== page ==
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Queues for vaccines as walk-in centres operate across Ireland

People can get a first dose of Pfizer without an appointment.


(Brian Lawless/PA)

(Brian Lawless/PA)

(Brian Lawless/PA)

Long queues have formed at walk-in Covid-19 vaccination centres that are operating over the bank holiday weekend in Ireland.

The centres are open to anyone aged 16 and over who has yet to receive a first dose.

Run by the HSE, they have opened in a range of locations across the country and those attending will receive a Pfizer jab.

No appointment is necessary but people wishing to get vaccinated will need to produce photo ID and their Personal Public Service (PPS) number.

Chief executive of the HSE Paul Reid hailed the uptake.

He said 800 people were vaccinated at the City West in Dublin within 90 minutes of the centre opening on Saturday morning.

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Mr Reid said Ireland was on the “final countdown” to protection from Covid-19.

“Walk in Vaccination Centres all across the country are off to a great start this weekend,” he tweeted.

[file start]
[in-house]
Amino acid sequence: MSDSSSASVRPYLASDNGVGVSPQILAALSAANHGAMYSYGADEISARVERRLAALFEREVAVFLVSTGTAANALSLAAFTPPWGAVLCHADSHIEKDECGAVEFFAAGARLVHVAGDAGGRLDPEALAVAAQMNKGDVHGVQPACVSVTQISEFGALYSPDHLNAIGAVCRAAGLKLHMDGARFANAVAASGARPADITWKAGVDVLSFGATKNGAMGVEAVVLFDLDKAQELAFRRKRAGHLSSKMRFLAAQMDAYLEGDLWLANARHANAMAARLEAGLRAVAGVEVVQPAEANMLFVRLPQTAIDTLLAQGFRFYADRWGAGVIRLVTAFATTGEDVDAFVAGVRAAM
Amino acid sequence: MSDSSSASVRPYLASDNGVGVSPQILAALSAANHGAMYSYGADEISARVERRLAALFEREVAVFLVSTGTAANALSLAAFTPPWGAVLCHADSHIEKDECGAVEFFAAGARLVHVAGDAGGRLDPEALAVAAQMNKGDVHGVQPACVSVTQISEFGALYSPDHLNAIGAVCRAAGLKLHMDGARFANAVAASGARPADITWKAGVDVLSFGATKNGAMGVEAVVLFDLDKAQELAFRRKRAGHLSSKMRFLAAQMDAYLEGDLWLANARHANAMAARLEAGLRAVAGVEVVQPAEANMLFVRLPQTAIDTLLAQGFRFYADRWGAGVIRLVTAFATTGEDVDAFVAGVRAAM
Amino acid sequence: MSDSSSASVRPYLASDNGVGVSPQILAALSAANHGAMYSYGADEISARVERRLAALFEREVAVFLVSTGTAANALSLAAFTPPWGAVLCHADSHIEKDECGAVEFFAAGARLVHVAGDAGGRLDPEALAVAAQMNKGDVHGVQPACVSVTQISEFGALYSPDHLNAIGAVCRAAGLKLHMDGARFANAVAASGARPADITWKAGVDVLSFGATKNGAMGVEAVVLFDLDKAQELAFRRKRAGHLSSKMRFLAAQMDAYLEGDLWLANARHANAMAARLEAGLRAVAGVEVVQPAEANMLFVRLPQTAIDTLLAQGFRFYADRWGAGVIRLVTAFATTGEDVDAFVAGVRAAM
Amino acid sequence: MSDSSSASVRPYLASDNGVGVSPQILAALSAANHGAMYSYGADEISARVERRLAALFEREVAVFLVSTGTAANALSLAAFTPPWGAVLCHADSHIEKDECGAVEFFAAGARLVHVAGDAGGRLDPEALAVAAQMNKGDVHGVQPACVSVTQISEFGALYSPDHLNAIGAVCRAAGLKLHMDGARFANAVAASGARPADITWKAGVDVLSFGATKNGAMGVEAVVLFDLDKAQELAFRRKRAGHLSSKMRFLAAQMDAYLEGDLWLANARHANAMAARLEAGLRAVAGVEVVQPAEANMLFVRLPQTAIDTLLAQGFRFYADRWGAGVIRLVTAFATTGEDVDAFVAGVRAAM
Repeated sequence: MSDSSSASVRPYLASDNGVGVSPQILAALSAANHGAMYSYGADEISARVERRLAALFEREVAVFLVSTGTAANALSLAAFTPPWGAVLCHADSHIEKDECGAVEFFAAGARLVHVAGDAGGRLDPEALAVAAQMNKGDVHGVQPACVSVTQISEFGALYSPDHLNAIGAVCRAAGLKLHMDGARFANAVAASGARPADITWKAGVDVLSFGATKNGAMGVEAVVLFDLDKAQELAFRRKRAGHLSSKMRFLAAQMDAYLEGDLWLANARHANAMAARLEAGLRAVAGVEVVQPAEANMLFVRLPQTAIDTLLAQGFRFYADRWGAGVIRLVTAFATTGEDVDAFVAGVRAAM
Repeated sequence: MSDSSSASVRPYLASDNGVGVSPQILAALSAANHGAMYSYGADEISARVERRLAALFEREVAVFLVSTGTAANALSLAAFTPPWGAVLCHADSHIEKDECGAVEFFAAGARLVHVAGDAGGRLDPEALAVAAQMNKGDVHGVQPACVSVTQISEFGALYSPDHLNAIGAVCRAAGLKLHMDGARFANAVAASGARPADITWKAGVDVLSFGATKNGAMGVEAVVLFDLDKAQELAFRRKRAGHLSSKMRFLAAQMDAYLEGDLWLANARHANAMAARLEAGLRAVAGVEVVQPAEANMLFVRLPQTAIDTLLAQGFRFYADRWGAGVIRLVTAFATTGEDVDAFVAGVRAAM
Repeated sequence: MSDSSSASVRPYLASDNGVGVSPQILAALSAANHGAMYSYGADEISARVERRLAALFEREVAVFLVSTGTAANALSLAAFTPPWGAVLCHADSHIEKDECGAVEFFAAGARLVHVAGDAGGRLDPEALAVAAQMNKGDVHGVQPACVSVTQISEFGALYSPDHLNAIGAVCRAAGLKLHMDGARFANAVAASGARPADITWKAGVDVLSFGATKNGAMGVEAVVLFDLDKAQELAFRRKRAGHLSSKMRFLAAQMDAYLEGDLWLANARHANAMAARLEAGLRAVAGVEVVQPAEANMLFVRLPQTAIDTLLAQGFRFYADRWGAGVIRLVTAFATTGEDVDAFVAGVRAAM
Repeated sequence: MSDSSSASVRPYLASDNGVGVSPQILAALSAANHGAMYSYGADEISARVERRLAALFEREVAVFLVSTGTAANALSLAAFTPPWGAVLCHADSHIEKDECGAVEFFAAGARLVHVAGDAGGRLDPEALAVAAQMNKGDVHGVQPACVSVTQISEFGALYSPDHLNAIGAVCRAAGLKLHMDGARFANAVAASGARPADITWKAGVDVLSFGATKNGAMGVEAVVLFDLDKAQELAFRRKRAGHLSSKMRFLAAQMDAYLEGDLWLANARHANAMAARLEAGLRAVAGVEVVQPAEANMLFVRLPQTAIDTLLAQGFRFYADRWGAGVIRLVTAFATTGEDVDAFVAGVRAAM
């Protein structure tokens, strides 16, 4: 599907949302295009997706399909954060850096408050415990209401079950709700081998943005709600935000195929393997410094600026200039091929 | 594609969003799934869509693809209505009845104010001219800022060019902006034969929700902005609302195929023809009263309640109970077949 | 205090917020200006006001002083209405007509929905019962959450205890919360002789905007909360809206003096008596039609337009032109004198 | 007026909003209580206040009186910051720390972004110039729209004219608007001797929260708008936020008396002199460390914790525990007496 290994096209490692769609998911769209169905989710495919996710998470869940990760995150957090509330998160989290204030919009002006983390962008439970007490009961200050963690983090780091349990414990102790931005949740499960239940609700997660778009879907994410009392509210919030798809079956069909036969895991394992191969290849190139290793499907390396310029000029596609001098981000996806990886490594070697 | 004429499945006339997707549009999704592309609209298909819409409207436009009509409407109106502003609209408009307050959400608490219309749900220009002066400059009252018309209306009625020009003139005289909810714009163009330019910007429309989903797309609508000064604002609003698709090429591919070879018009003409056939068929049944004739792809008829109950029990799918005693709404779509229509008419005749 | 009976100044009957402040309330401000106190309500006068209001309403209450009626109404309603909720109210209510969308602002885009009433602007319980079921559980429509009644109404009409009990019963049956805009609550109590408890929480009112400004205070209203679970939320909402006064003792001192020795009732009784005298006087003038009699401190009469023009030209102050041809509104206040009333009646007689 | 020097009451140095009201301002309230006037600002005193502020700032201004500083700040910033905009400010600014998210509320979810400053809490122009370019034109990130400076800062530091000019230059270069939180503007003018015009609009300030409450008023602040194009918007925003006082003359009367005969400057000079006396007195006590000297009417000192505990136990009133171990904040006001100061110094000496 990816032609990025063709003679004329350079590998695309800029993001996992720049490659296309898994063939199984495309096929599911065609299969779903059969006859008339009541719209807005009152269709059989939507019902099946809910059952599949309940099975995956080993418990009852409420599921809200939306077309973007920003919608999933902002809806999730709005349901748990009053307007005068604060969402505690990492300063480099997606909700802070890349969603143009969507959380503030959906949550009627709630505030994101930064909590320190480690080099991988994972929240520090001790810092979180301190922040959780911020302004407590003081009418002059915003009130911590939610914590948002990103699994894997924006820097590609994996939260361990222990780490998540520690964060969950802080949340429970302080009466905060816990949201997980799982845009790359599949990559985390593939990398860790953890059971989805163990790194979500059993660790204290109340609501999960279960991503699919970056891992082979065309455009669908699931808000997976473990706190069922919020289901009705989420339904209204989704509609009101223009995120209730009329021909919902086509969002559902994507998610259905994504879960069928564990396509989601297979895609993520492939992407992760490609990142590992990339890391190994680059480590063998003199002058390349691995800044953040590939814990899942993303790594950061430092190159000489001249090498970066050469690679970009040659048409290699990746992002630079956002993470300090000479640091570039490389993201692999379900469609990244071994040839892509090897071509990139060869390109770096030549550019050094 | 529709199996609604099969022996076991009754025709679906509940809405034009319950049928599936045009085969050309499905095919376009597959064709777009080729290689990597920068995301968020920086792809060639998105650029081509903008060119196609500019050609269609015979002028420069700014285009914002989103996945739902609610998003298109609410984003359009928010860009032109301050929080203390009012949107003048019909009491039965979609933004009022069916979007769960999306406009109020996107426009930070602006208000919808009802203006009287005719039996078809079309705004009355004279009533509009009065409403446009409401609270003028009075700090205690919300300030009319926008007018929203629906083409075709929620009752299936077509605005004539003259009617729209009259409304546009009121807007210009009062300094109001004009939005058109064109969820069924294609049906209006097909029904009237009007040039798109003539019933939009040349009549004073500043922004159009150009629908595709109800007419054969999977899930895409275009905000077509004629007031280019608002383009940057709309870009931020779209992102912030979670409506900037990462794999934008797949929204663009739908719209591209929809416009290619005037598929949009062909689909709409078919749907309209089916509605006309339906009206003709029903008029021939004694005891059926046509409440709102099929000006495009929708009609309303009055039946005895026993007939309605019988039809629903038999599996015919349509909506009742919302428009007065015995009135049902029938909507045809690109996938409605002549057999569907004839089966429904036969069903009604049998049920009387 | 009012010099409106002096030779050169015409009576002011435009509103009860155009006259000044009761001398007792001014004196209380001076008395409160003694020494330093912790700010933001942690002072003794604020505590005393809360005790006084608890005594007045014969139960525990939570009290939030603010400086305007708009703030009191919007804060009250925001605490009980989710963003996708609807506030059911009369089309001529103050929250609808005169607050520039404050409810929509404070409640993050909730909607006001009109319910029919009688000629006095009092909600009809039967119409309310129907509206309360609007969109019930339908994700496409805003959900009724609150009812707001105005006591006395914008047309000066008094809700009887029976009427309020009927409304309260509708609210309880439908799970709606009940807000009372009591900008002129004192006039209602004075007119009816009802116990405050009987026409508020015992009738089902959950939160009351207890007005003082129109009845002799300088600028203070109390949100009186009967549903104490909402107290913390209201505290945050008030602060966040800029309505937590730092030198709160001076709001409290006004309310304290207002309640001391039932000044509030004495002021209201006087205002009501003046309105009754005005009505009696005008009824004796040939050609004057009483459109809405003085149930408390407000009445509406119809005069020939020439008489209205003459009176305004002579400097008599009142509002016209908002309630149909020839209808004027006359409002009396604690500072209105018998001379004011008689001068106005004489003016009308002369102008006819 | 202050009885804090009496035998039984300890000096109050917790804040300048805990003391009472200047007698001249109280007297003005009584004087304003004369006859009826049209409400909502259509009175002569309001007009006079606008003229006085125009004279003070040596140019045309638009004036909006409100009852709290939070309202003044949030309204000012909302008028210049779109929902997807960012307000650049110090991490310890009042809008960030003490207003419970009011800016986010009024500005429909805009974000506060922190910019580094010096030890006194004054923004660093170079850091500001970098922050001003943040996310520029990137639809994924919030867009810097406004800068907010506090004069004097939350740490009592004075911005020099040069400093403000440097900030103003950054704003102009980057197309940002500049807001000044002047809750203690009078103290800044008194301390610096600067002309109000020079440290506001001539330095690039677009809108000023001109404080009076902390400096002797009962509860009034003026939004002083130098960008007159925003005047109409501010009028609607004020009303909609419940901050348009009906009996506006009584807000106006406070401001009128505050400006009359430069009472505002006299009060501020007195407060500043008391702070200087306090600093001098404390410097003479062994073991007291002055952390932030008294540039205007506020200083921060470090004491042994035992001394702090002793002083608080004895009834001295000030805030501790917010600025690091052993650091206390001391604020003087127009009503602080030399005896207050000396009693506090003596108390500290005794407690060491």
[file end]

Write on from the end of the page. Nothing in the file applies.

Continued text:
“City West is flying it, with over 800 people vaccinated in the first 1.5 hours.

“Smaller centres equally reporting a good turnout. A great response by the Irish people.

“After just 7 months of the vaccination programme we’re on the final countdown to protect ourselves & to rebuild.”

Taoiseach Micheal Martin tweeted: “Great to see the walk-in #Covid19 vaccine clinics up and running – and the positive uptake already.”

Ireland’s vaccine programme has accelerated significantly in recent months with more than 5.8 million administered to date.

In excess of 86% of eligible people have received one dose with more than 71% fully vaccinated.

Health officials have said children aged 12-16 should be offered a vaccination in August.

Chief medical officer Dr Tony Holohan has said the “incredible uptake” is leading Ireland to a “turning point in the pandemic”.

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